March 4, 2008
AOPA Communications staff
By AOPA Communications staff
AOPA on March 3 raised significant concerns in its formal comments on the FAA’s plan for implementing ADS-B (automatic dependent surveillance-broadcast), the backbone technology for the Next Generation air traffic control system.
“No one has championed ADS-B more than AOPA,” said AOPA President Phil Boyer. “After all the time, effort, and energy that AOPA has put into promoting ADS-B and working closely with the FAA to make sure it develops in a way that’s useful to general aviation, I’m deeply disappointed with the agency’s implementation plan.”
The FAA proposal requires that all aircraft operating in Class A, B, and C airspace, plus all airspace above 10,000 feet msl, have to be equipped with ADS-B datalink equipment that transmits the aircraft’s position, altitude, speed, and aircraft ID.
“But the FAA fails to provide an affordable transition from today’s radar-based system to tomorrow’s satellite-based system,” continued Boyer. “So we have no choice but to urge the agency go back to the drawing board.
“If there is any good news in the FAA plan, it is just this: Pilots still have 12 years to comply.”
“The ADS-B proposal is a good starting point for deliberation on the implementation of this cornerstone for NextGen,” wrote Andy Cebula, AOPA executive vice president of government affairs, in the association’s comments. “However the proposal is not acceptable in its current form.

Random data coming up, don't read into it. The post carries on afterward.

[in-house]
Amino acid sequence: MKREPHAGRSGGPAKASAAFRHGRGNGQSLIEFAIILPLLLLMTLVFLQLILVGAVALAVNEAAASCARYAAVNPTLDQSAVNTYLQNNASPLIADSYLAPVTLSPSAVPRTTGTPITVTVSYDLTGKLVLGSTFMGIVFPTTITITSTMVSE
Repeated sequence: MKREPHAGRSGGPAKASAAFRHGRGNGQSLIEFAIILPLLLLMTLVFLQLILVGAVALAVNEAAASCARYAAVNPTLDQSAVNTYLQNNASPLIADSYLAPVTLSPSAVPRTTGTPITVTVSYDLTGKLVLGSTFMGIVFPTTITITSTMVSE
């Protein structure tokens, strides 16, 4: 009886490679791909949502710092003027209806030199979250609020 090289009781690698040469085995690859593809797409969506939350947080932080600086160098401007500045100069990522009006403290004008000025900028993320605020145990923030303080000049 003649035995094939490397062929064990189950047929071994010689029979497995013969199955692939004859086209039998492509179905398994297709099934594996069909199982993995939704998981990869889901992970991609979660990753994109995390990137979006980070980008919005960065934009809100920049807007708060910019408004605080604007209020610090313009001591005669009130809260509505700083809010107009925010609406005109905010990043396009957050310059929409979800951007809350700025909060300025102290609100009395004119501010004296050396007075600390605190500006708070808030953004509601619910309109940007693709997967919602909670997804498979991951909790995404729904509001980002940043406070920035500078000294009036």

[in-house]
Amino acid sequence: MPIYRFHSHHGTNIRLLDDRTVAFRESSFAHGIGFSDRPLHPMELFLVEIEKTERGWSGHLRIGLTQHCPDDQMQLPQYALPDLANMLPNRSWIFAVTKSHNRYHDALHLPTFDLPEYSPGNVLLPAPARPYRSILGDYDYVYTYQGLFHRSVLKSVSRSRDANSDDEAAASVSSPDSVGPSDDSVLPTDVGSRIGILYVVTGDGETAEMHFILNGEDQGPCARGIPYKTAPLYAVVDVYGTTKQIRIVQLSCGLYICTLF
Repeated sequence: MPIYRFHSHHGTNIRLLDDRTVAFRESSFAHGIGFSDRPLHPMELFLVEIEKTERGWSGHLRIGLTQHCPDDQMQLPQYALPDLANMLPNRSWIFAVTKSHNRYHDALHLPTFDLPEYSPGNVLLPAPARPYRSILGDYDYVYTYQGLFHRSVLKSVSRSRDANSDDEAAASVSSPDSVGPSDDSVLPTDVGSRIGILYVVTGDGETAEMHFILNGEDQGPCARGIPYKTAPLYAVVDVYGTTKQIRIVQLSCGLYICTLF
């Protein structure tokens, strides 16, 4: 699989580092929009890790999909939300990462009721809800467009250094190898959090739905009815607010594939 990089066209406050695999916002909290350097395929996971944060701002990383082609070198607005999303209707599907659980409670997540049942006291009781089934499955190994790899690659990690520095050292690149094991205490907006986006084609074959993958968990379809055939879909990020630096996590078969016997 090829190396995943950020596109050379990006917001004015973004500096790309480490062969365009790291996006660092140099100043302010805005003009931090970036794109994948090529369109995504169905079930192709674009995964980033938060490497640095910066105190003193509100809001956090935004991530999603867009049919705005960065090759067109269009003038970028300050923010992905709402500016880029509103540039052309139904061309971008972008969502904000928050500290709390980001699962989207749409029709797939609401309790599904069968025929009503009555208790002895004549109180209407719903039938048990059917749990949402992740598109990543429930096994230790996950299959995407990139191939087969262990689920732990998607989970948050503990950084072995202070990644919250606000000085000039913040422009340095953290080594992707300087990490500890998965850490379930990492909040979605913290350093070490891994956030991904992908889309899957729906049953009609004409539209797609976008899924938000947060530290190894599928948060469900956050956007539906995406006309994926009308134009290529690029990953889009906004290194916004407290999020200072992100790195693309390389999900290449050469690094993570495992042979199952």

“The implementation plan offers little benefit to general aviation operators. The performance requirements for ADS-B are excessive for low-altitude operations. The requirement to keep Mode C transponders is unacceptable. The FAA’s contract for ADS-B services leaves general aviation wanting; incentives are needed for ADS-B equipage.”
ADS-B-equipped aircraft update and digitally broadcast their GPS-derived position once every second to ground stations and other similarly equipped aircraft. The capability is known as ADS-B Out.
Using a universal access transceiver (UAT) developed specifically for use in GA aircraft, ADS-B has the potential to provide pilots with in-cockpit displays of weather and traffic (known as ADS-B In).
“ADS-B In provides value-added information that improves pilot safety and efficiency,” wrote Cebula.
The association has maintained for nearly a decade that the best way to encourage GA aircraft owners to purchase ADS-B In avionics is to supply all available graphical and textual real-time weather, airspace, and traffic data in the cockpit at no additional charge.
“That is why AOPA is concerned the FAA’s contract with ITT limits the number of traffic targets broadcast via traffic information service-broadcast (TIS-B). This means that pilots will not be able to see the locations of all known traffic, reducing the effectiveness of TIS-B for the safe and efficient operation of general aviation aircraft.
“Ironically, this is a degraded level of service when compared to the Safe Flight 21 East Coast testbed, which has been in operation for several years.”
ADS-B is actually built around two incompatible technologies: general aviation’s UAT and the airline-preferred Mode S transponder with 1090 extended squitter. The dual datalink system raises safety issues that can be resolved, commented AOPA, by providing ADS-R (rebroadcast capability) at all airports where pilots may operate on either of the two links. ADS-R receives data from each frequency and retransmits it on the other frequency through a ground relay.